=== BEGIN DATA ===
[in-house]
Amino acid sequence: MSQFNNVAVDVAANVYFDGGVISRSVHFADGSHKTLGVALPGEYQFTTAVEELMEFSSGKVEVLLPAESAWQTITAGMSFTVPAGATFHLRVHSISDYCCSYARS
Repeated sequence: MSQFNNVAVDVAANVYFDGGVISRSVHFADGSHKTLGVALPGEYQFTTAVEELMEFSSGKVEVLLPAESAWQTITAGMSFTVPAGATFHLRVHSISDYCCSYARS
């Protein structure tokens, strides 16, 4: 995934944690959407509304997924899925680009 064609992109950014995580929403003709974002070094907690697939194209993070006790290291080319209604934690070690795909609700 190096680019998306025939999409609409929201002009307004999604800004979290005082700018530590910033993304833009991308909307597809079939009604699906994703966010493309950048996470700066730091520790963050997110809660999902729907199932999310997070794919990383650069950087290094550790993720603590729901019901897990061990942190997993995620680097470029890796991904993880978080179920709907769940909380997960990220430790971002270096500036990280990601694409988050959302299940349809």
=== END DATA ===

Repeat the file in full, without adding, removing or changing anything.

[in-house]
Amino acid sequence: MSQFNNVAVDVAANVYFDGGVISRSVHFADGSHKTLGVALPGEYQFTTAVEELMEFSSGKVEVLLPAESAWQTITAGMSFTVPAGATFHLRVHSISDYCCSYARS
Repeated sequence: MSQFNNVAVDVAANVYFDGGVISRSVHFADGSHKTLGVALPGEYQFTTAVEELMEFSSGKVEVLLPAESAWQTITAGMSFTVPAGATFHLRVHSISDYCCSYARS
């Protein structure tokens, strides 16, 4: 995934944690959407509304997924899925680009 064609992109950014995580929403003709974002070094907690697939194209993070006790290291080319209604934690070690795909609700 190096680019998306025939999409609409929201002009307004999604800004979290005082700018530590910033993304833009991308909307597809079939009604699906994703966010493309950048996470700066730091520790963050997110809660999902729907199932999310997070794919990383650069950087290094550790993720603590729901019901897990061990942190997993995620680097470029890796991904993880978080179920709907769940909380997960990220430790971002270096500036990280990601694409988050959302299940349809």